SENECA, S.C. -- Leaders of this town nestled in the foothills of the Appalachians see gold in gray.
They have given up spending a lot of money to recruit factories and mills. Instead, they are writing checks to advertisers in hopes of luring retirees to play golf and build million-dollar homes on the pristine shores of Lake Keowee.
"I don't see anybody else out there doing it," said town manager Greg Dietterick. "Every small town is looking for some kind of niche."
Seneca's effort started earlier this year when a regional retirement magazine named it the top small town in the Carolinas in which to retire.
That got town officials thinking that baby boomers with lots of disposable income might be looking for a sunny, warm place to spend their golden years.
Seneca leaders agreed to spend about $5,000 on a slick 24-page publication highlighting the area's year-round golf, renovated downtown and looming mountains.
The publication has been sent to 40,000 people planning to retire in the next year or two who have responded to an ad about moving to the Carolinas.
"It sounds like a novel idea," said University of South Carolina economist Doug Woodward, who has done a study on how retirees affect local economies. "Recruiting retirees and recruiting industry should be compared the same way."
Dietterick figures Seneca gets back about $3 for each dollar it spends on trying to attract retirees, who are likely to spend a good part of their income nearby.
When tax breaks and other incentives are figured in, a new plant might provide only $1 for each dollar spent, and workers' paychecks often end up being spent in a bigger county, Dietterick said.
Overall, Woodward believes communities across the nation will begin to market themselves based on amenities such as lakes or small-town living instead of fighting for factories and plants.
"The road to economic development is now turning away from industrial economic development," he said.
Seneca, a town of 8,000 tucked in the northwest corner of the state, once hitched its fortunes to textiles. It tripled in size from 1940 to 1970 as mills located to the town, taking advantage of the rivers and streams flowing down from the mountains. But then textile jobs started going overseas, eventually leaving the cavernous plants abandoned, their smokestacks looming over rows of vacant mill houses.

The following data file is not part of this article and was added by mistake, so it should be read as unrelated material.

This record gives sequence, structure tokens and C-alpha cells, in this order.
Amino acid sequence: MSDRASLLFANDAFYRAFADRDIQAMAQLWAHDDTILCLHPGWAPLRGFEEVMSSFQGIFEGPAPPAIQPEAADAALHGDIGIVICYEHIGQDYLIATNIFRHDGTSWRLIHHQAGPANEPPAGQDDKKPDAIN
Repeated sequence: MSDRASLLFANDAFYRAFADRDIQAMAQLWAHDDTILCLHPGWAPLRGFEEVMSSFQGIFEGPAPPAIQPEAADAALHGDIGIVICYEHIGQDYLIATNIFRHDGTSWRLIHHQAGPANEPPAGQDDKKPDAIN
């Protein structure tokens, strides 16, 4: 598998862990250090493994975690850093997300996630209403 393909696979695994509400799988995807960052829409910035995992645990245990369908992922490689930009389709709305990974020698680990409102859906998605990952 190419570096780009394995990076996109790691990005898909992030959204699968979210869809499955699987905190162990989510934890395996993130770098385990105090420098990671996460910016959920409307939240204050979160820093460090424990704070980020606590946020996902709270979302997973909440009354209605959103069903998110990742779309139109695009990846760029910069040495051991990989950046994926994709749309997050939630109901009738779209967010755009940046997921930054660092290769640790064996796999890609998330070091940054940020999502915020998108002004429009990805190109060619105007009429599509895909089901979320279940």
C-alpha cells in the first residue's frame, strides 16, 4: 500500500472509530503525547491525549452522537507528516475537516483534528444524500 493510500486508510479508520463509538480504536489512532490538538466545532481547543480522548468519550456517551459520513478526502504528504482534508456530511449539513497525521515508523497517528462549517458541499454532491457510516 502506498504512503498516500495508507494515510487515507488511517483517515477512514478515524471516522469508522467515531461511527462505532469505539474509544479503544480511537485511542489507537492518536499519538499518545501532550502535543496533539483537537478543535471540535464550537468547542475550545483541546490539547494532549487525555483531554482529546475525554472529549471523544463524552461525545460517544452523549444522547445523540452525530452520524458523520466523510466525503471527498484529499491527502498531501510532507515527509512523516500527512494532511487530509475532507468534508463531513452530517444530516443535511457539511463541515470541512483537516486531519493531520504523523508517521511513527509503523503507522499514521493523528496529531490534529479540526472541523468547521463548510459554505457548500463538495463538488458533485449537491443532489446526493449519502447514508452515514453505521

The town actually lost population from 1990 to 2000, making it even more important to find another way to get Seneca growing again.
Seneca's retiree push makes sense to Ray Stamm. The former office supply executive moved to the area from Chicago more than 10 years ago.
What brought him south was an advertisement he saw in The Wall Street Journal every Friday showing a picture of a drab old home beside a vibrant, lakefront mansion.
"I remember the ad said: 'Trade your home for one in the Golden Corner of South Carolina,"' he said.
It didn't hurt when Stamm found out he could pay the same he did for his home in Chicago and get a much nicer house and slash his property tax bill to boot.
"And the weather is beautiful," said the 69-year-old retiree who still sells real estate on the side. "You get the changing seasons here. You get the long spring and fall, a short summer and winter and maybe only about 40 bad days when you can't go out and play golf."
USC's Woodward doesn't see too many drawbacks to Seneca's decision although, he says, retirees might be "a burden on the budget and a disruption to the community because their needs might not match with others."
More than a quarter of the 8,700 people who moved to Oconee County between 1990 and 2000 were 65 or older, helping to push the population above 66,000, according to Census data.
And they have money, too. The median home price in the county is $97,500, 10th highest in the state and outpaced only by more urban counties surrounding Columbia and Greenville and several counties along the coast.
Oconee County also is helped by its location, about 15 minutes from Clemson, 45 minutes from Greenville and about two hours from Charlotte, N.C., or Atlanta.
Dietterick said he would like to see Seneca grow from 8,000 to about 20,000 people during the next 25 years or so. But he also said that growth in surrounding Oconee County usually helps his town, too.
That's because Seneca owns its own water utility, which serves about 60 percent of the county. If recruiting retirees works the way Dietterick hopes, the utility could get 2,500 new customers in the next five years, which would cover the cost of promoting the town.
The ads already may be paying off.
Just flip though the residential directory of Keowee Key, an upscale subdivision and country club with about 1,300 homes. One section of the directory lists residents by the state they moved from; Michigan and Illinois take up nearly a page, New York takes up more than two columns, and South Carolina itself barely musters one column.
But don't look for the hectic pace of life indigenous to Northern cities to filter down to Seneca and the surrounding area. Dietterick said most of the people he's talked to move to the South for the slower pace.
"A lot of people are trying to keep the Northerners out," the city manager said. "We're out there saying, 'C'mon."'
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